Warm Bodies by Isaac Marion shocked me with its insight and emotional impact. Post-Zombie Apocalypse, the world is pretty much divided between the struggling surviving humans and the remaining zombies. One zombie, R, (he can’t remember his whole name), experiences moments from the life of one of his victims after eating his brain, and finds himself changing in ways no one expected. He protects a human teenager, Julie, and together they find a way to adapt to the new world in which they live. The danger from both sides is still very weighty, but these future star-cross’d partners have hope on their side. The bonus to this book is that there has already been a good-looking movie adaptation to compare!

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Very rarely do I see novel adaptations of Shakespeare’s comedies. Lisa Klein’s Love Disguised isn’t necessarily an adaptation of one comedy, rather it is an imagined set of circumstances in Shakespeare’s young life which exposes him to all of the elements and characters he can use and re-use later when writing the comedies. Spunky female heroines, cross-dressing, twins, wrecks, inn-yards, mechanicals, bad luck, and even the legal system play a part in inspiring the future bard. The author knows her stuff, and has such fun with this premise that reading the book flies!

ImageSpeaking of potential inspiration in Shakespeare’s lifetime, Kathryn Johnson’s The Gentleman Poet uses the historical account of the shipwrecked Sea Venture, which had been en route to America in 1607 and went down in the Bermudas. Miraculously, most of the passengers and crew survived and were able to rebuild well enough to hobble to Jamestown about a year later. The news captivated Shakespeare’s England, and may have inspired The Tempest. While this is a fictional account, the details of island life are unbelievably true.

ImageFor a stretch, I also recommend the insightful, and maybe disturbing, account of a family falling apart from the perspective of the family dog in Matt Haig’s The Labrador Pact. With shades of Shakespeare’s Henriad, Prince the dog tries to resist temptation and remain the true, devoted family member he believes he was destined to be by birth and training.

I also highly recommend a couple of audiobooks (also available in print) which provided me with hours of entertainment and wonderful education:

Macbeth by A.J. Hartley, David Hewson narrated by Alan Cumming – the subject matter is very dark, but if you’re experiencing a heat wave, this chilling account of the Scot’s events will cool you right off. (By the way, has anyone gotten to see Cumming’s turn on Broadway in the almost-one-man conceptual staging of Macbeth? How was it?!)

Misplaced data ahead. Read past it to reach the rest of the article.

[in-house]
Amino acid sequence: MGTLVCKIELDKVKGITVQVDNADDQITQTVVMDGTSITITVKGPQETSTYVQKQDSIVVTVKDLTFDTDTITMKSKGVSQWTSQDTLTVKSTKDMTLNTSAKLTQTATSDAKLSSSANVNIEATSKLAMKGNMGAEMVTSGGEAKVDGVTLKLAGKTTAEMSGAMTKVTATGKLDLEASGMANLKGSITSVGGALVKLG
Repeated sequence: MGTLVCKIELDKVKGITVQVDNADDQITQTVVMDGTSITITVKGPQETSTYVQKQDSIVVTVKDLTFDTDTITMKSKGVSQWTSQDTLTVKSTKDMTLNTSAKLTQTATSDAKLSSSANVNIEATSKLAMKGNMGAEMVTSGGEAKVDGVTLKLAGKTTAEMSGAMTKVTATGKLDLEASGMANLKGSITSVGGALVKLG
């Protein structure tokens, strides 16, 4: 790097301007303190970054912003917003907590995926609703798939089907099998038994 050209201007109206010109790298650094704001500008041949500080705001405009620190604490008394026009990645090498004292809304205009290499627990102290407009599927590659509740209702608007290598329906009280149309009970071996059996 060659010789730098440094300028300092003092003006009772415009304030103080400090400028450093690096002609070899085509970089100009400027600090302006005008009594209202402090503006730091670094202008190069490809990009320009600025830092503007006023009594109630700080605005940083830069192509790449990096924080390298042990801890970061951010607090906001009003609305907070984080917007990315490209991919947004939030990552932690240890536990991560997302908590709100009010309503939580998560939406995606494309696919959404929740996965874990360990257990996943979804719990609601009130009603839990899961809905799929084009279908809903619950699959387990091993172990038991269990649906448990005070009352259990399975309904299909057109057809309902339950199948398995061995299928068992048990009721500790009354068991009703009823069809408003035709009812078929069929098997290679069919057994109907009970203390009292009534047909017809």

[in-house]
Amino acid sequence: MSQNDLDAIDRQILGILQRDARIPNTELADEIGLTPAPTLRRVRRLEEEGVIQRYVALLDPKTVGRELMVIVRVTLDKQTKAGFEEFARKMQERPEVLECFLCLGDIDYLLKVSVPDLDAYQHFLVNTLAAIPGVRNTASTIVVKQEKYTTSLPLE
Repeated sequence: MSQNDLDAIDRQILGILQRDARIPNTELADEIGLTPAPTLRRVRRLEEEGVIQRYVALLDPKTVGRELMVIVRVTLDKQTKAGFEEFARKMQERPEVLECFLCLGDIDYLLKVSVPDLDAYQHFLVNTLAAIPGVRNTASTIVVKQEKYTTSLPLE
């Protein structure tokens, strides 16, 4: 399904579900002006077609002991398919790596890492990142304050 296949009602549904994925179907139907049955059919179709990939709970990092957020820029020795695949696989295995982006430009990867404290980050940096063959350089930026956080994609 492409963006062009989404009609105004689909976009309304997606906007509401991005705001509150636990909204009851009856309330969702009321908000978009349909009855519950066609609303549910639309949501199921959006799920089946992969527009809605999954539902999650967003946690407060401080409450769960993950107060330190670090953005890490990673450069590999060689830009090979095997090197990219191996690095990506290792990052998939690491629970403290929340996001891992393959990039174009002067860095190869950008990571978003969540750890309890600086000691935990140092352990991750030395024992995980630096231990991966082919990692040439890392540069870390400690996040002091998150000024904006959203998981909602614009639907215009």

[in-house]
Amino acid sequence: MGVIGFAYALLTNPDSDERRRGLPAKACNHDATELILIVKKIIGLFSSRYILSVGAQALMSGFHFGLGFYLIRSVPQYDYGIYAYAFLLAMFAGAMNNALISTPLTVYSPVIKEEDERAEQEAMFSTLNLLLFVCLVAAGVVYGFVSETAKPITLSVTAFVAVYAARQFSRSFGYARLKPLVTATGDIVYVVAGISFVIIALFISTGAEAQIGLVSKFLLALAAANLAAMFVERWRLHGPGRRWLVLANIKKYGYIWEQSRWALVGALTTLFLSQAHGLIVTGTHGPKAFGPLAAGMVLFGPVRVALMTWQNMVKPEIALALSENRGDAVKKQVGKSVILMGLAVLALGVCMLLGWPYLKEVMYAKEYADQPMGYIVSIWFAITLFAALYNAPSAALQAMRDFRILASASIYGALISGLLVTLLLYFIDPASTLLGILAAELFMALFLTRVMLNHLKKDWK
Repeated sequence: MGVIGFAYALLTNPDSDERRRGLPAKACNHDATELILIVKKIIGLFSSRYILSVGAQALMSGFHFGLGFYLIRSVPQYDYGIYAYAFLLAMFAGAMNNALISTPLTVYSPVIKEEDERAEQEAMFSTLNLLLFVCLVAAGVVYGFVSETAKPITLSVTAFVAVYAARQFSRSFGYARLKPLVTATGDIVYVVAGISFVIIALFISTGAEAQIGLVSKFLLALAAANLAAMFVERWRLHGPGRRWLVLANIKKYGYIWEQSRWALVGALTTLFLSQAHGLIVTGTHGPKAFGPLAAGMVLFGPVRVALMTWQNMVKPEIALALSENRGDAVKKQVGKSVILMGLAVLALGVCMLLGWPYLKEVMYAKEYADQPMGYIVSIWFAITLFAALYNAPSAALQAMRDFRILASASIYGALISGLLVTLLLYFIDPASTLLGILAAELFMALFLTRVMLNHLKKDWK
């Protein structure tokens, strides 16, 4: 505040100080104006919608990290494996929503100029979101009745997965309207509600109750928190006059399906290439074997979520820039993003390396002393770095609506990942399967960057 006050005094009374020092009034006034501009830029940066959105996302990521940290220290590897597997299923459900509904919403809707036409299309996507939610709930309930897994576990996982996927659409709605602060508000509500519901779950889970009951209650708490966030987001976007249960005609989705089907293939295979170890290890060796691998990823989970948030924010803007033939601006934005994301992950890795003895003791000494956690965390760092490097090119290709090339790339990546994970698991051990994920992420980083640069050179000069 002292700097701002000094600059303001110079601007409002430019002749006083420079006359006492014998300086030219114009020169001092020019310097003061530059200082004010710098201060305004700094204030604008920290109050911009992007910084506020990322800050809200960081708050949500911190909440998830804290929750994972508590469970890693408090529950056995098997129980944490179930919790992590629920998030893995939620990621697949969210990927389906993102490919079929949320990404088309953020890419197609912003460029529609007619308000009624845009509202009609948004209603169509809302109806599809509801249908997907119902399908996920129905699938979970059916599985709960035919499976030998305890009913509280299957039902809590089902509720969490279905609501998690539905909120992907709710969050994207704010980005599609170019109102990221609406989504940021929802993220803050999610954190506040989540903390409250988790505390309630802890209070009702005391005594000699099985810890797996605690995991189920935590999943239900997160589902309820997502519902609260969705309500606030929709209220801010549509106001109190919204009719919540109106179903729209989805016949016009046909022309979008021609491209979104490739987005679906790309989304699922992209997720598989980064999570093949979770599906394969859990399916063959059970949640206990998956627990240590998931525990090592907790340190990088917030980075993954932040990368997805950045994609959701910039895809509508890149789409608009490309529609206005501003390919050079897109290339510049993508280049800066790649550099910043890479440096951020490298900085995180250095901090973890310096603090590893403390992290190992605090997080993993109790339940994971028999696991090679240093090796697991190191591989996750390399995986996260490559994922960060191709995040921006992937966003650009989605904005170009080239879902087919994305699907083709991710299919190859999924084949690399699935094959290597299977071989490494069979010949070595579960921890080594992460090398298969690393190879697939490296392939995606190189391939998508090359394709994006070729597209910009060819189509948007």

Agincourt by Bernard Cornwell narrated by Charles Keating – Henry V’s great war is the subject of this novel, and the author does not shy from the horrors of war in the 15th century. However, like The Gentleman Poet, this book builds on the history of the era to create an inspirational human experience worthy of Shakespeare’s pen.

Enjoy your summer, and let us know what you’re reading!

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…when the scolding winds
Have rived the knotty oaks, and I have seen
The ambitious ocean swell and rage and foam,
To be exalted with the threatening clouds:
~Julius Caesar I.iii

It certainly has been a tempestuous beginning to the summer!  DC has seen lots of rain, we had our first ever George Didden Capitol Hill Children’s Festival, and we open our newest exhibit Lost at Sea next week!

One of Shakespeare’s favorite plot devices was a shipwreck (see Twelfth Night, The Winter’s Tale, or especially The Tempest and Pericles).  It sets his characters in new places that they’re not always ready to be, and makes for exciting adventures for them!

I’m banking up some summer reading of books based on The Tempest: Indigo by Marina Warner, Prospero’s Daughter by Elizabeth Nunez, and Ariel by Grace Tiffany.

The summer is a great time for performing outdoors – perhaps an impromptu Midsummer in the woods, a Twelfth Night in a swimming pool?  What sort of activities do you plan to encourage your students to do this summer?